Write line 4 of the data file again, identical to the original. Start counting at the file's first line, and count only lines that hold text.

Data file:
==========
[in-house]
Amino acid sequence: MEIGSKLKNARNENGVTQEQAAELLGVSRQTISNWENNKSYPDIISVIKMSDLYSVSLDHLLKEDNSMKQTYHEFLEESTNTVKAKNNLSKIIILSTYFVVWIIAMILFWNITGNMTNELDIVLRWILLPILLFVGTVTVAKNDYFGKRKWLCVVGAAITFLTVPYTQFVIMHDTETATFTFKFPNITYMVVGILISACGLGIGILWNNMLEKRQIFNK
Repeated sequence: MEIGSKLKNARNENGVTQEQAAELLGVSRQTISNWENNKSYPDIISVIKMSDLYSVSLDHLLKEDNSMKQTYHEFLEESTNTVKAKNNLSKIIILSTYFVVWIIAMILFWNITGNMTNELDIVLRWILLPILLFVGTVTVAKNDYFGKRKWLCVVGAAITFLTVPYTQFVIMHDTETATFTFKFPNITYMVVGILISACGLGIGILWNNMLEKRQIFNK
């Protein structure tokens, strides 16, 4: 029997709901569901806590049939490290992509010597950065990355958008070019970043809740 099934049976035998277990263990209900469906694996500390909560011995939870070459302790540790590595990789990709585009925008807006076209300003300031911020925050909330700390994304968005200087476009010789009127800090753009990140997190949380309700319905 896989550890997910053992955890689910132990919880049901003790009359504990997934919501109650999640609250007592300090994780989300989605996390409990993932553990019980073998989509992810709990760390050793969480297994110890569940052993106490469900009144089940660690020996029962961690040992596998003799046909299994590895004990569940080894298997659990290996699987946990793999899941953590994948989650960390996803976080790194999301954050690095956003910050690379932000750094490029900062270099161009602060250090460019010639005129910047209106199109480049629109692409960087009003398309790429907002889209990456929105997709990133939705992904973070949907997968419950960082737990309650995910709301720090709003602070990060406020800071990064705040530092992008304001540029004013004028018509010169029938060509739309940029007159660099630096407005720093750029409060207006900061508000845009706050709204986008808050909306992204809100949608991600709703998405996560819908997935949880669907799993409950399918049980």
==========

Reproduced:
């Protein structure tokens, strides 16, 4: 029997709901569901806590049939490290992509010597950065990355958008070019970043809740 099934049976035998277990263990209900469906694996500390909560011995939870070459302790540790590595990789990709585009925008807006076209300003300031911020925050909330700390994304968005200087476009010789009127800090753009990140997190949380309700319905 896989550890997910053992955890689910132990919880049901003790009359504990997934919501109650999640609250007592300090994780989300989605996390409990993932553990019980073998989509992810709990760390050793969480297994110890569940052993106490469900009144089940660690020996029962961690040992596998003799046909299994590895004990569940080894298997659990290996699987946990793999899941953590994948989650960390996803976080790194999301954050690095956003910050690379932000750094490029900062270099161009602060250090460019010639005129910047209106199109480049629109692409960087009003398309790429907002889209990456929105997709990133939705992904973070949907997968419950960082737990309650995910709301720090709003602070990060406020800071990064705040530092992008304001540029004013004028018509010169029938060509739309940029007159660099630096407005720093750029409060207006900061508000845009706050709204986008808050909306992204809100949608991600709703998405996560819908997935949880669907799993409950399918049980």